time in the distant future, if Dallas
has its way, a new reservoir could be built on the Neches
River in Cherokee
and Anderson County.
If the proposal ever becomes reality, the lake would inundate a landmark
in the history of the forest products history--an old logging camp
known as Fastrill.
There were hundreds of logging camps in early East
Texas, but few achieved the homely nobility of Fastrill, which
was established in 1922 as a logging base for Diboll’s Southern Pine
|A Texas State
Historical Marker at Fastrill
Photo courtesy Bob Bowman
town got its name from a combination of three names: FA from F.F.
Farrington, a former Diboll postmaster; STR from P.H. Strauss, who
was in charge of Southern Pine’s logging camps; and ILL from Will
Hill, the company’s woods foreman.
The town stood near a bend in the Neches
River about 15 miles west of Alto.
Of all the Southern Pine logging camps, Fastrill is best-remembered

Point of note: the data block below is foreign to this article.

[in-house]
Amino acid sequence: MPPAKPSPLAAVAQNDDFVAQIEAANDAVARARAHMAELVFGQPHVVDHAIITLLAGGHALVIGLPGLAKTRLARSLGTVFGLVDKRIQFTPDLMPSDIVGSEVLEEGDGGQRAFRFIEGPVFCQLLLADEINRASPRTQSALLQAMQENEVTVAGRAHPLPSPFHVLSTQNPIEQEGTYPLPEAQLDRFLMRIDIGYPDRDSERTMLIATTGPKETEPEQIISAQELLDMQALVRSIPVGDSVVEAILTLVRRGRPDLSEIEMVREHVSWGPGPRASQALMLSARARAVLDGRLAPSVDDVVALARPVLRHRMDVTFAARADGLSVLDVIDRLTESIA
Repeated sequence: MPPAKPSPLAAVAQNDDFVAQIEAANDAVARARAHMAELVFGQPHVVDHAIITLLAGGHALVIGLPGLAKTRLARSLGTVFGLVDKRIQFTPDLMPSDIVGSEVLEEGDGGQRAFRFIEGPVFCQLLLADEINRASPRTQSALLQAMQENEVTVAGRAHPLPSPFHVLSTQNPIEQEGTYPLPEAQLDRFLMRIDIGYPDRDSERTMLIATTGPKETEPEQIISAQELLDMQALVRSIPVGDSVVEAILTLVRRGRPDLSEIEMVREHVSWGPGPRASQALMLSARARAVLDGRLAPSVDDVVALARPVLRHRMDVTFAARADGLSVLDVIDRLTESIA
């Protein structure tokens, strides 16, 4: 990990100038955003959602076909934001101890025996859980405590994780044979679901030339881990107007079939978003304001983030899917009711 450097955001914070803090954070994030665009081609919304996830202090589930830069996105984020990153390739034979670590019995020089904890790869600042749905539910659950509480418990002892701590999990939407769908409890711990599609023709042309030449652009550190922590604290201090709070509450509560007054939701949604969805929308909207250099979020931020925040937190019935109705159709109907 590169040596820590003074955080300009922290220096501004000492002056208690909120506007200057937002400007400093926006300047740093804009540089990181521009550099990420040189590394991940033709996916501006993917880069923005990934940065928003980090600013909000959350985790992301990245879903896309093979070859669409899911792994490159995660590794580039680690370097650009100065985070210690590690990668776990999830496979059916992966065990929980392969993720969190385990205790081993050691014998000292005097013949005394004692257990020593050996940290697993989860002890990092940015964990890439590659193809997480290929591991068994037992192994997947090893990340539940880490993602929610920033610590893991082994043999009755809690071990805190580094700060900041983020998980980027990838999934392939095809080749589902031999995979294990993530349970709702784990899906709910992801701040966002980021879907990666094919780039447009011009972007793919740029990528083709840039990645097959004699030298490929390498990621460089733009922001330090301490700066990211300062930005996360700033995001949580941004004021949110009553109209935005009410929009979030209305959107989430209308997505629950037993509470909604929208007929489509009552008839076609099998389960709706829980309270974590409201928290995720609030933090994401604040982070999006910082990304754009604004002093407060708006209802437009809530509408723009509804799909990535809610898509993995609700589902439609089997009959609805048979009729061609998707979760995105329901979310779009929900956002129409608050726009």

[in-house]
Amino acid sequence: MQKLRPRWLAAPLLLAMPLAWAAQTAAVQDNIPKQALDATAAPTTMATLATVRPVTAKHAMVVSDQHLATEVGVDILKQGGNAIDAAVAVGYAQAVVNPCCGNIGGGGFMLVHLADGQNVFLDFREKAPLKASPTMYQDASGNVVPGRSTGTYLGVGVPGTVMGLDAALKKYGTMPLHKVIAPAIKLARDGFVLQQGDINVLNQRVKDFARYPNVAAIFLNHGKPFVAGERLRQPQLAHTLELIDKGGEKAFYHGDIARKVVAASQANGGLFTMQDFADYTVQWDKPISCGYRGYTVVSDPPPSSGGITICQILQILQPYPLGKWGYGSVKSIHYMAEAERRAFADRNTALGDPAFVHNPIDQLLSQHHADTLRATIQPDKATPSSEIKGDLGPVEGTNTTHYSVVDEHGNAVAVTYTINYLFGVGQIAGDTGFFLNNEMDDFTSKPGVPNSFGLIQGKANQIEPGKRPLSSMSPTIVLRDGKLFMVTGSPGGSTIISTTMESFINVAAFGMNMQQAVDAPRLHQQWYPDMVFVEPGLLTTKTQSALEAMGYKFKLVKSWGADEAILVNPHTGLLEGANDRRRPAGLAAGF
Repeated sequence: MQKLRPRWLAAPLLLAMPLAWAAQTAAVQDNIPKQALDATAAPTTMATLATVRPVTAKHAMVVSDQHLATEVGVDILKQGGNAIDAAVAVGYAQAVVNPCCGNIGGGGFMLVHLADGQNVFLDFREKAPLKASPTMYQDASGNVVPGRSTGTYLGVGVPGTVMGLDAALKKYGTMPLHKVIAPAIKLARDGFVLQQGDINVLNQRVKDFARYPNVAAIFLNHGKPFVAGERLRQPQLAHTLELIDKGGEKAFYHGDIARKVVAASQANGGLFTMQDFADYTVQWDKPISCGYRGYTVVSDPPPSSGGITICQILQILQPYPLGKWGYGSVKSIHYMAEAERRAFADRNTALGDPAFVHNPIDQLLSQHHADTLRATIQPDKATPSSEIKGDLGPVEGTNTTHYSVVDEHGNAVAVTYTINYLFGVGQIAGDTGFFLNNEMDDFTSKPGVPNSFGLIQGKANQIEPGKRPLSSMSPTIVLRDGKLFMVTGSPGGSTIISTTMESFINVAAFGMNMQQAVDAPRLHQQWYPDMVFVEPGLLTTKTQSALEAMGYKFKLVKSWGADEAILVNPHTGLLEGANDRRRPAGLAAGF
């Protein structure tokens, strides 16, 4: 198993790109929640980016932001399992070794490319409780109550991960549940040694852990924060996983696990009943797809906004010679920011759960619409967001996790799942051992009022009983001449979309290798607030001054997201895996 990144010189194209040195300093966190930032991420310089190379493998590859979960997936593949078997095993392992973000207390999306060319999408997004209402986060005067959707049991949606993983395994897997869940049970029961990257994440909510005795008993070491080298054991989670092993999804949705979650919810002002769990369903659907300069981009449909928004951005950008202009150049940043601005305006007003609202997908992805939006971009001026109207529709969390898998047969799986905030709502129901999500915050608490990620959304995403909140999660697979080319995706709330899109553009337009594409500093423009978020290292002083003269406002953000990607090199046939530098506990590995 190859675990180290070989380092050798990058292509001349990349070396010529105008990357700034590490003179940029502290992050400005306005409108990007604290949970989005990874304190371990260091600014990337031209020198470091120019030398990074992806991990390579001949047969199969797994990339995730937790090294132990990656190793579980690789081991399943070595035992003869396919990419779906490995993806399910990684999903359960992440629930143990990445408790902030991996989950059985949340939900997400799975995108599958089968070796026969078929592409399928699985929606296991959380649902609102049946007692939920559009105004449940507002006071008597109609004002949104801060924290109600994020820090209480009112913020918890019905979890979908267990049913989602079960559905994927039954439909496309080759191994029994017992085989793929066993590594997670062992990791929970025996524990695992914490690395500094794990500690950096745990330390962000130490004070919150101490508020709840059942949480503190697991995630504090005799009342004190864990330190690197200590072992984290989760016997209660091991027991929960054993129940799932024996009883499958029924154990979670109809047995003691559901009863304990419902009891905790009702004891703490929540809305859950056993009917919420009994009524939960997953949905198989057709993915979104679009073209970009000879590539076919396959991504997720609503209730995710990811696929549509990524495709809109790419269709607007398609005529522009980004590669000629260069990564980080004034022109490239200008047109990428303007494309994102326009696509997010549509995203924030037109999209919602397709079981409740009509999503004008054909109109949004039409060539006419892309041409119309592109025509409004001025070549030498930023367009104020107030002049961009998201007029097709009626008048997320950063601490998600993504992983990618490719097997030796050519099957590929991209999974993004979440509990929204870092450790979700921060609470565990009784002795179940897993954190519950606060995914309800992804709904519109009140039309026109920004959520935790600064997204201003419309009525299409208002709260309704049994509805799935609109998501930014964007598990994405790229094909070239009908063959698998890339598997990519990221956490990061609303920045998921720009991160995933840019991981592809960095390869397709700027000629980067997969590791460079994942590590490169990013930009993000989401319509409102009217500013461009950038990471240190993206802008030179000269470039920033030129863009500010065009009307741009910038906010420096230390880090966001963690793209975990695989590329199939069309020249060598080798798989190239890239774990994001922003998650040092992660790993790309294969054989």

by the company’s old timers. At its peak the community had a four-teacher
school, two churches, a post office, commissary store, boarding house,
a voting precinct and a population approaching 600.
“Fastrill was as pretty a logging camp as a person went into,” said
Wesley Ashworth, a carpenter and repairman for Southern Pine. “It
had wide, long streets, sycamore trees up and down the streets, and
stood on a sandy hill, a beautiful place.”
Southern Pine operated dozens of logging camps--sometimes called “front
camps,”--in places like Alceda, White City, Buff City, Lindsey
Springs, Walkerton, Neff, Hull,
Gilbert, Buggerville, Gipson, and Apple Springs.
“I suppose Fastrill is remembered so well because it was a big camp,
the most permanent camp, and was in existence longer than any other
camp the company had,” said Vina Wells, whose family moved there from
White City in 1922.
Today, little is left of Fastrill, but some of the town’s former residents
return regularly to its site to wander through the forest, dig up
old railroad spikes, and read a Texas State Historical Marker placed
there years ago.
Bob Bowman's East Texas
April 4, 2009 Column.
A weekly column syndicated in 70 East Texas newspapers
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